“T0-B1” is one of the softest takes on the “Star Wars” lore, yet it brings out those adventure qualities that we see in films like “Pinocchio” and “Wall•E.” In the episode, the titular droid dreams of becoming a heroic Jedi but discovers a secret about his creator’s past that threatens their once-peaceful existence. The entire thing looks like a storybook come to life and can be seen as a gateway piece to introduce the young kids to the galaxy of Star Wars.
It will be interesting to see what sort of plans Disney has for “Star Wars.” Though they’ve got quite a slate of shows lined up, much of it is set in that familiar Skywalker saga. But some of the other episodes have the potential to be something more. “The Elder” centers on a pacifist Jedi and his restless Padawan pursuing a dark presence in a small village. And the joys of an episode like this are to see that Jedi and Padawan dynamic from a new perspective and how some unsuspecting elders could be villains in disguise.
“Star Wars Visions” isn’t limited to the events of the Skywalker saga, which allows the studios to take these stories in bold new directions. “Lop and Ocho” takes what we know about Star Wars and views it through the Japanese lens. The episode has a strong sense of family and conveying the warrior code by blending Japanese aesthetics and culture with “Star Wars” visuals. Here, the patriarchal head of a clan (Paul Nakauchi) clashes with his daughter (Hiromi Dames), the heir apparent to the family, who believes that the Empire can provide the progress the planet needs to survive and thrive. Meanwhile, Lop (Anna Cathcart), an outsider adopted into the family, is caught in the middle and must choose a side. What’s interesting about this episode is that it takes a look at the juxtaposes between past and present. It also portrays the concepts of progress vs. tradition.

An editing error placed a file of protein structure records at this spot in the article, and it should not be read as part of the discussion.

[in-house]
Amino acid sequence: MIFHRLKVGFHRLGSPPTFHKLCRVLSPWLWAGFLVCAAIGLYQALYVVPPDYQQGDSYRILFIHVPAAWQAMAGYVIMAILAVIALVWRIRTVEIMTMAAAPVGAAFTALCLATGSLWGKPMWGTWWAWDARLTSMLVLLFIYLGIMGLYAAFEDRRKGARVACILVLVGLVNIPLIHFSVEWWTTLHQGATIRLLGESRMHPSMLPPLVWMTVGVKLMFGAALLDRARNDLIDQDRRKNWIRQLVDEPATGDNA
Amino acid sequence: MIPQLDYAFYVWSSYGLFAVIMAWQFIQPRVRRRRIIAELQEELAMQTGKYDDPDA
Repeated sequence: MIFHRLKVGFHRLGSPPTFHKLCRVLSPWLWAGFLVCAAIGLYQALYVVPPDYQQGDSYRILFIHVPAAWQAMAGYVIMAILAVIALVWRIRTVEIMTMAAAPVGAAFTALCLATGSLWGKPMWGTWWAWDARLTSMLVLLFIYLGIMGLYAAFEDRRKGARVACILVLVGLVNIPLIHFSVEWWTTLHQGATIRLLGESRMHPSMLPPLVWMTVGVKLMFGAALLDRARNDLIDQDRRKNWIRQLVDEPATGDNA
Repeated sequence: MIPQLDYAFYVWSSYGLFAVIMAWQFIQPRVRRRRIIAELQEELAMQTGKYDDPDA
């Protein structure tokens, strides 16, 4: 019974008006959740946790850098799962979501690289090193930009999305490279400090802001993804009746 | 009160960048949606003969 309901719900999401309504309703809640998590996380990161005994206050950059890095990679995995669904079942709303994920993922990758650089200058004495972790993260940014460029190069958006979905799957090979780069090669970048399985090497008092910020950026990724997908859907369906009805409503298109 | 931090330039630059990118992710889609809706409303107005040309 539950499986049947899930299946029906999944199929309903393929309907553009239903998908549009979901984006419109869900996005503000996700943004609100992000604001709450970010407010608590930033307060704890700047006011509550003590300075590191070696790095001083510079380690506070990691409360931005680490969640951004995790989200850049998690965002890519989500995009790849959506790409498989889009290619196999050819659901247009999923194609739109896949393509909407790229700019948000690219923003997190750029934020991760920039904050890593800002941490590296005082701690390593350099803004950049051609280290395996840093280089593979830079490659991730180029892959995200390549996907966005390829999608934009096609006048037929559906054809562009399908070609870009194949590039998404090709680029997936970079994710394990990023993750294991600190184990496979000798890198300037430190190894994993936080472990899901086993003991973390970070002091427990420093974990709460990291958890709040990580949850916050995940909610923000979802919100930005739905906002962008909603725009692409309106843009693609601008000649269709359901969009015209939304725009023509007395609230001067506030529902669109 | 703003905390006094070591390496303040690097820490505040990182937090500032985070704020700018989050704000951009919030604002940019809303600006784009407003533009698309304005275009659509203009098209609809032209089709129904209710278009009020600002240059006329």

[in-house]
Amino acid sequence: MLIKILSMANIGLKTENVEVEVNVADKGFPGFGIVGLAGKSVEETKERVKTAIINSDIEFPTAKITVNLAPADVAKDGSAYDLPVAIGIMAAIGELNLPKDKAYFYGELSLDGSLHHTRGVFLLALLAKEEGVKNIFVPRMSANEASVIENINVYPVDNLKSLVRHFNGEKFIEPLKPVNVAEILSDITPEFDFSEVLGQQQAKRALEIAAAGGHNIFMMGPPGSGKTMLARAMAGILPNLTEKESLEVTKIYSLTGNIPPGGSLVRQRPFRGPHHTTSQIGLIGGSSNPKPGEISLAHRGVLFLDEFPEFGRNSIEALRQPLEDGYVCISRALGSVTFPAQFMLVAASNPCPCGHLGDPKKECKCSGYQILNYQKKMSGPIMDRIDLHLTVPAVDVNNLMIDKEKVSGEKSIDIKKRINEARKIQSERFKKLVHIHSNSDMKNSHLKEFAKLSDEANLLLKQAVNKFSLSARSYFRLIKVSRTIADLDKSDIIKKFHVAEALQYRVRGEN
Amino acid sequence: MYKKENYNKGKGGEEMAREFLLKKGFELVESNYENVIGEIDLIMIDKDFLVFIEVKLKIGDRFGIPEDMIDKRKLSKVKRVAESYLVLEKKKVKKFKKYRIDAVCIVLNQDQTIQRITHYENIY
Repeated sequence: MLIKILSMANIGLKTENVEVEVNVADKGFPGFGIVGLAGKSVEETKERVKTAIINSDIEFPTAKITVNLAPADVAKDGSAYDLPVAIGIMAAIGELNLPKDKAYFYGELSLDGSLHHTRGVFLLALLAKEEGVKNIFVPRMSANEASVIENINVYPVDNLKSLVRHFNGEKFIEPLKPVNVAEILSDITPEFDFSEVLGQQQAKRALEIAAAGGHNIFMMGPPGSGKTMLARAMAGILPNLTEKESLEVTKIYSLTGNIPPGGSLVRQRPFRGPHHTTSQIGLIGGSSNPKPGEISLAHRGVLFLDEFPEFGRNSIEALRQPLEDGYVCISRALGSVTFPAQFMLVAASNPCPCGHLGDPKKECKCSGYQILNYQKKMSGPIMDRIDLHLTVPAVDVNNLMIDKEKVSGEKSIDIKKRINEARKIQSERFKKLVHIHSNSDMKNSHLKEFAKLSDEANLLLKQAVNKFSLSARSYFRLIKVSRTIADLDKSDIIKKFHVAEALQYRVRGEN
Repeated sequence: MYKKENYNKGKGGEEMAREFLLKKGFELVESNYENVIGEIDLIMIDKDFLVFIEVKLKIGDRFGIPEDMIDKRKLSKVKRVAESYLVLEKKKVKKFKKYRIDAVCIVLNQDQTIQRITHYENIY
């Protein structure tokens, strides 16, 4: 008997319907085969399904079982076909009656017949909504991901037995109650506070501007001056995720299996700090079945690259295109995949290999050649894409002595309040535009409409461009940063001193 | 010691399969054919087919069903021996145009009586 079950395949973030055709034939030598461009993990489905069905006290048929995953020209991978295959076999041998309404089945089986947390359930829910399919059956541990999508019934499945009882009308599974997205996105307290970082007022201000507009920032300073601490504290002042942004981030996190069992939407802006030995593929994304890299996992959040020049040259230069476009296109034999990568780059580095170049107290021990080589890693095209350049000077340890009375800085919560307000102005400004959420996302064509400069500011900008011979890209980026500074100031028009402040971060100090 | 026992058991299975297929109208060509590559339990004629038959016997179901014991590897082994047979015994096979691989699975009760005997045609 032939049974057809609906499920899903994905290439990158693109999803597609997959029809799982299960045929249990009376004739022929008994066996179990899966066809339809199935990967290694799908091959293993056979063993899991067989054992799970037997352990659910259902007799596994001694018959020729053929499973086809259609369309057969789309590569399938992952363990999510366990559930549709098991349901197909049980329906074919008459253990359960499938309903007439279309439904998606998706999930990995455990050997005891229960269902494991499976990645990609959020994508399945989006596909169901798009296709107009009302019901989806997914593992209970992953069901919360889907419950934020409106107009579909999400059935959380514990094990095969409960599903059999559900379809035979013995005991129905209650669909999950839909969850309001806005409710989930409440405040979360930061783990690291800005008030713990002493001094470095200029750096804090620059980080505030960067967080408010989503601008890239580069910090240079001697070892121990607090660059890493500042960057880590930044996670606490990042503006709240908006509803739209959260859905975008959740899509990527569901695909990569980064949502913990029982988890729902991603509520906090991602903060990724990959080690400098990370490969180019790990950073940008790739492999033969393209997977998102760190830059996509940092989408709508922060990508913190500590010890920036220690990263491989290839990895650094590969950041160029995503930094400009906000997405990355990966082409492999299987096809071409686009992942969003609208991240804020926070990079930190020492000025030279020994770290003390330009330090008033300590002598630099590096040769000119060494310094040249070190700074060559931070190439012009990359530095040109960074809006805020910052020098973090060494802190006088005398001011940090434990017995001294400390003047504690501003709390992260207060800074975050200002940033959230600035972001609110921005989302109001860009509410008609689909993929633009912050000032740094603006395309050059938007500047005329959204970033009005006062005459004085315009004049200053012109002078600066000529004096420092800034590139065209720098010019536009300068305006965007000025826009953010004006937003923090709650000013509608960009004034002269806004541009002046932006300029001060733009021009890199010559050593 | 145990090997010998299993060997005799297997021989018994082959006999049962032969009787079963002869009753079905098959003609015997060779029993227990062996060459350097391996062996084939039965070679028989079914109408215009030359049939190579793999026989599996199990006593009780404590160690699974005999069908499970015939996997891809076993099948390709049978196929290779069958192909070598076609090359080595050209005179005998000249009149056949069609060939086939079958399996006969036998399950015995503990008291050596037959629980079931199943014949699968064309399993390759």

While some of the “Star Wars Visions” episodes are fun-sized treats that are sweet homages to the franchise, others offer unique tales that give fans a new look on the space opera that they grew up with. These seven studios, all with their own sense of animation style, take these concepts and put a new spin on it, resulting in episodes that are more than just fan-service with an anime twist. They are stories that offer us a look at how diverse the galaxy can be. And not just through humans, aliens, and droids, but the aesthetics like architecture, costuming, ship and weapon design, and an understanding of the mythology through a new cultural perspective.